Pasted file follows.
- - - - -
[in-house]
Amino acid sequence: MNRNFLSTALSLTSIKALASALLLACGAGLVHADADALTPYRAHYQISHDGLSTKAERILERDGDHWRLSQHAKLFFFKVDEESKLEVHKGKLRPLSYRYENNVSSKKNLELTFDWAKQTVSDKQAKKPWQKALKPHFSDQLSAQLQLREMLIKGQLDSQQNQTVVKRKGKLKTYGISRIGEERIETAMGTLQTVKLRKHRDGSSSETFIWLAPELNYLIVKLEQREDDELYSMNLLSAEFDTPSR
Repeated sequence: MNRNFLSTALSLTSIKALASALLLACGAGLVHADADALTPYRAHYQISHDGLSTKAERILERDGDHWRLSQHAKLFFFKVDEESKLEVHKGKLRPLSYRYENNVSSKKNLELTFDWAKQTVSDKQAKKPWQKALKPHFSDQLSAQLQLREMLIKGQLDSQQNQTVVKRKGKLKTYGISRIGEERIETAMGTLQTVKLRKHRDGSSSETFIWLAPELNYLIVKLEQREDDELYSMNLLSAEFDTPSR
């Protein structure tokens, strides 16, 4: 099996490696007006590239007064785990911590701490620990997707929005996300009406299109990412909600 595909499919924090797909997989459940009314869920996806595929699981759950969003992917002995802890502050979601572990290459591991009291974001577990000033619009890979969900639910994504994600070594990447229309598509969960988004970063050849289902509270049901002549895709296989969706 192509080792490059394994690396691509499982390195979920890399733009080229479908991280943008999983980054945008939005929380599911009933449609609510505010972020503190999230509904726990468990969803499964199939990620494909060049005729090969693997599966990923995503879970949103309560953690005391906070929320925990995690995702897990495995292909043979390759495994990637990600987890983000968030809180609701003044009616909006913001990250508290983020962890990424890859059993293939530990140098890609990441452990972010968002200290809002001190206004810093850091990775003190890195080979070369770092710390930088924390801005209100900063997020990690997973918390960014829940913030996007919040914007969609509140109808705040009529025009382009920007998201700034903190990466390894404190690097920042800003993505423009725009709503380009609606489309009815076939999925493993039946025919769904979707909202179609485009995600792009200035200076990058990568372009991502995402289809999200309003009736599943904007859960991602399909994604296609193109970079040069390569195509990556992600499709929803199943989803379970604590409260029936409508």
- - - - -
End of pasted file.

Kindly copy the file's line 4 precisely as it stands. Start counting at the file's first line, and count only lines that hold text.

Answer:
């Protein structure tokens, strides 16, 4: 099996490696007006590239007064785990911590701490620990997707929005996300009406299109990412909600 595909499919924090797909997989459940009314869920996806595929699981759950969003992917002995802890502050979601572990290459591991009291974001577990000033619009890979969900639910994504994600070594990447229309598509969960988004970063050849289902509270049901002549895709296989969706 192509080792490059394994690396691509499982390195979920890399733009080229479908991280943008999983980054945008939005929380599911009933449609609510505010972020503190999230509904726990468990969803499964199939990620494909060049005729090969693997599966990923995503879970949103309560953690005391906070929320925990995690995702897990495995292909043979390759495994990637990600987890983000968030809180609701003044009616909006913001990250508290983020962890990424890859059993293939530990140098890609990441452990972010968002200290809002001190206004810093850091990775003190890195080979070369770092710390930088924390801005209100900063997020990690997973918390960014829940913030996007919040914007969609509140109808705040009529025009382009920007998201700034903190990466390894404190690097920042800003993505423009725009709503380009609606489309009815076939999925493993039946025919769904979707909202179609485009995600792009200035200076990058990568372009991502995402289809999200309003009736599943904007859960991602399909994604296609193109970079040069390569195509990556992600499709929803199943989803379970604590409260029936409508």